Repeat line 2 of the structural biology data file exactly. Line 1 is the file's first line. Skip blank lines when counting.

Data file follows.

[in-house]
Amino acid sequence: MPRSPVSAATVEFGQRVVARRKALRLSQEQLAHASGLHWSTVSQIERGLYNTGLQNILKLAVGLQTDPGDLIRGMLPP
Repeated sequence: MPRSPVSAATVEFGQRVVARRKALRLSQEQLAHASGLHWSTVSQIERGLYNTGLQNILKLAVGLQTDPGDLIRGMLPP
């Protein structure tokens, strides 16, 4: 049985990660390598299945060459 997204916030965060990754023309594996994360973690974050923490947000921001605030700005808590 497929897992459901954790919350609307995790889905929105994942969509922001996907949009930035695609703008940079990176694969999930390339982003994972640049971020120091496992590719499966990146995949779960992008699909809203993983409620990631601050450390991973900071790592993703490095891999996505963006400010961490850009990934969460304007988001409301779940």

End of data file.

Amino acid sequence: MPRSPVSAATVEFGQRVVARRKALRLSQEQLAHASGLHWSTVSQIERGLYNTGLQNILKLAVGLQTDPGDLIRGMLPP